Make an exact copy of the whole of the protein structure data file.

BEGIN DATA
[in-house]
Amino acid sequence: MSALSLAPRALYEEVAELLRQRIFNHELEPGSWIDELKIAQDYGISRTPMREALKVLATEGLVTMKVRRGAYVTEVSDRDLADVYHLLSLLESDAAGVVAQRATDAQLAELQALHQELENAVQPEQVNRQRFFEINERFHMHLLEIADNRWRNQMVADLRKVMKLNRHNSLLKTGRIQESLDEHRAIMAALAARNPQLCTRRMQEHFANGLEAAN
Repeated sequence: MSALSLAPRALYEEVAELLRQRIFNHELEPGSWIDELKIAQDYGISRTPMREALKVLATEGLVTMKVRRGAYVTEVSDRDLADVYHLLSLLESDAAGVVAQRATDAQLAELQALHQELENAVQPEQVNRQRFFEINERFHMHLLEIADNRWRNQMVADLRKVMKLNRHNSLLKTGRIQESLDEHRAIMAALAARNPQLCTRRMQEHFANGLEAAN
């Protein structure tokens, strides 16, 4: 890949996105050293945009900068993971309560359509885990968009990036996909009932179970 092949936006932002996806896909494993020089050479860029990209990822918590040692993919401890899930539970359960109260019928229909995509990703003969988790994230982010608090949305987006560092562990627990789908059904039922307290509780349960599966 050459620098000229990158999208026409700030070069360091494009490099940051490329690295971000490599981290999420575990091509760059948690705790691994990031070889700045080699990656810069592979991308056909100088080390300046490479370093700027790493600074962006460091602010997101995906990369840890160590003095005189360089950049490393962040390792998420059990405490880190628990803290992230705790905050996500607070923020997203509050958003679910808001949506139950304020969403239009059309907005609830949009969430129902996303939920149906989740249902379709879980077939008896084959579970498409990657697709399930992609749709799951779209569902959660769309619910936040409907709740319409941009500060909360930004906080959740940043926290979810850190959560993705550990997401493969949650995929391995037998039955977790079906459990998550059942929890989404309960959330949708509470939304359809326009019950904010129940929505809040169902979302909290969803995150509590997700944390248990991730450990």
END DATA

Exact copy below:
[in-house]
Amino acid sequence: MSALSLAPRALYEEVAELLRQRIFNHELEPGSWIDELKIAQDYGISRTPMREALKVLATEGLVTMKVRRGAYVTEVSDRDLADVYHLLSLLESDAAGVVAQRATDAQLAELQALHQELENAVQPEQVNRQRFFEINERFHMHLLEIADNRWRNQMVADLRKVMKLNRHNSLLKTGRIQESLDEHRAIMAALAARNPQLCTRRMQEHFANGLEAAN
Repeated sequence: MSALSLAPRALYEEVAELLRQRIFNHELEPGSWIDELKIAQDYGISRTPMREALKVLATEGLVTMKVRRGAYVTEVSDRDLADVYHLLSLLESDAAGVVAQRATDAQLAELQALHQELENAVQPEQVNRQRFFEINERFHMHLLEIADNRWRNQMVADLRKVMKLNRHNSLLKTGRIQESLDEHRAIMAALAARNPQLCTRRMQEHFANGLEAAN
């Protein structure tokens, strides 16, 4: 890949996105050293945009900068993971309560359509885990968009990036996909009932179970 092949936006932002996806896909494993020089050479860029990209990822918590040692993919401890899930539970359960109260019928229909995509990703003969988790994230982010608090949305987006560092562990627990789908059904039922307290509780349960599966 050459620098000229990158999208026409700030070069360091494009490099940051490329690295971000490599981290999420575990091509760059948690705790691994990031070889700045080699990656810069592979991308056909100088080390300046490479370093700027790493600074962006460091602010997101995906990369840890160590003095005189360089950049490393962040390792998420059990405490880190628990803290992230705790905050996500607070923020997203509050958003679910808001949506139950304020969403239009059309907005609830949009969430129902996303939920149906989740249902379709879980077939008896084959579970498409990657697709399930992609749709799951779209569902959660769309619910936040409907709740319409941009500060909360930004906080959740940043926290979810850190959560993705550990997401493969949650995929391995037998039955977790079906459990998550059942929890989404309960959330949708509470939304359809326009019950904010129940929505809040169902979302909290969803995150509590997700944390248990991730450990």